I entered because I want to network and meet newer authors/bloggers/readers and extend my reach. I don’t expect to win, so it’s really more of a community thing for me. Since entering, I’ve already met so many amazing people and learned about so many books that I may not have ever seen if not for this competition.
I’d lose my hair if I spent all my time worrying about my placement lol! As with all the contests I’ve entered, I just check my email and discords regularly and hope for the best.
That seems like a healthy approach. I really think there might only be one “winner,” but no one has to lose in something like this.
Book titles. Why did you choose the title you did for your book?
Titles are really really hard, so it took me a very long time to decide on it. But “Curse of the Fallen” plays heavily into the plot, and as with the story itself, by book 6 it’ll all come together.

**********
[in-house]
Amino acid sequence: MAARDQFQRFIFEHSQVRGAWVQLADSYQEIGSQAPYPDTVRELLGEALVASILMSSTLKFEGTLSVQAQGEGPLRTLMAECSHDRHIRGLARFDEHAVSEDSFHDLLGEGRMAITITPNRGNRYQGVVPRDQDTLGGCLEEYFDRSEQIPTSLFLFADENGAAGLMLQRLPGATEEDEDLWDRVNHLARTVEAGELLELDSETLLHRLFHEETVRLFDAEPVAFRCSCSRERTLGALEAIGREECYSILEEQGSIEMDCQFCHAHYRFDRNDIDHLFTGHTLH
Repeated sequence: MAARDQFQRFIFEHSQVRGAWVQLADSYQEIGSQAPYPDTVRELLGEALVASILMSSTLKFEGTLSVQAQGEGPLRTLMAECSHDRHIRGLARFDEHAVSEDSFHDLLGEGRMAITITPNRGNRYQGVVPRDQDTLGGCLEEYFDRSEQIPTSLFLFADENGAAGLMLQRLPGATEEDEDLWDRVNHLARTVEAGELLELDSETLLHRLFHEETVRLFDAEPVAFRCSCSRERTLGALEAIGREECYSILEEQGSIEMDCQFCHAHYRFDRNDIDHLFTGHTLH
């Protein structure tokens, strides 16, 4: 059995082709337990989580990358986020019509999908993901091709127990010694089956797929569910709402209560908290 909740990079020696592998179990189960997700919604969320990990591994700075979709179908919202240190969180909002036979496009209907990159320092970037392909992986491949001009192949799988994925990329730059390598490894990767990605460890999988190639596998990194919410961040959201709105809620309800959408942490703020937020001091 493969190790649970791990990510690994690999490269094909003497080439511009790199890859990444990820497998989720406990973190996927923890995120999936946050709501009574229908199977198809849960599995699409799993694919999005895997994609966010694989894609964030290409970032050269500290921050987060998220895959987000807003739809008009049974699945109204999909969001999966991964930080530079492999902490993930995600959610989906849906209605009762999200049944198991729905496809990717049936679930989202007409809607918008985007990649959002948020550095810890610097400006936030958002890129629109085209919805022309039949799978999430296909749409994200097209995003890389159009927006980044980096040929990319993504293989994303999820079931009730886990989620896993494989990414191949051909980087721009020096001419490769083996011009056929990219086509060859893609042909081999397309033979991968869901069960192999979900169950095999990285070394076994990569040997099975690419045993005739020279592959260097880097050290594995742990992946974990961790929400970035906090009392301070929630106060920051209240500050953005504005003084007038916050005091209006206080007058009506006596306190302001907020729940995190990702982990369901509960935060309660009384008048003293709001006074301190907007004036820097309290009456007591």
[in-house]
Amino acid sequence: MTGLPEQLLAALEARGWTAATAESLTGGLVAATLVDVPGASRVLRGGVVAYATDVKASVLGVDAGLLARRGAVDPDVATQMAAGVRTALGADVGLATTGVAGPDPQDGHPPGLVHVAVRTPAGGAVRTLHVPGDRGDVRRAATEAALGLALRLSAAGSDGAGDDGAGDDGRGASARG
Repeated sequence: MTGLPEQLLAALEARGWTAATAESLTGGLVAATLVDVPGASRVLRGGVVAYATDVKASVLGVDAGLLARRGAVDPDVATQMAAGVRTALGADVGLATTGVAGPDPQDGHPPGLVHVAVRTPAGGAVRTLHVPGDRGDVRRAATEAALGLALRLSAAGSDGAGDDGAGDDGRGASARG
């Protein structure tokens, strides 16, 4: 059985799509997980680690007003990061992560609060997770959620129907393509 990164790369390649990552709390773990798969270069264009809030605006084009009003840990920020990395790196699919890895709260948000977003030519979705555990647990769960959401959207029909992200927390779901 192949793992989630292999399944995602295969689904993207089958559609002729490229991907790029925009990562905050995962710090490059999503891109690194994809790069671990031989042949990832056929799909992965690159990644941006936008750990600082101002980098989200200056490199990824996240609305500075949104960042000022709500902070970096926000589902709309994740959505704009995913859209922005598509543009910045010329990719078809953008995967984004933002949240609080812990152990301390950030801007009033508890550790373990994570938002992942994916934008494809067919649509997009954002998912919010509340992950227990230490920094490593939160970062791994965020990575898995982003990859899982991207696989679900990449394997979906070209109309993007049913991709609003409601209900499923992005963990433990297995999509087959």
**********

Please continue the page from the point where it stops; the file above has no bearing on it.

Cool! That’s a long time to build-up, but some stories need it and are all the better for it! … (I don’t usually struggle with titles too much, but right now I am with one of my WIPs).
Can you share a (non-spoiler) scene you really like and you just can’t believe how awesome it is every time you go back to re-read it? Alternately, you can share something about a character you really like. Or both, if you want.
I looooove the ‘Reflections of’ chapters at the end of the book. I wanted to incorporate character backstories into the plot without giving massive info dumps (if you’ve read my books you know that I hate writing info dumps – everything unfolds as you read) The reflections chapters give you real-time backstories that are relevant to the plot and it just works so beautifully.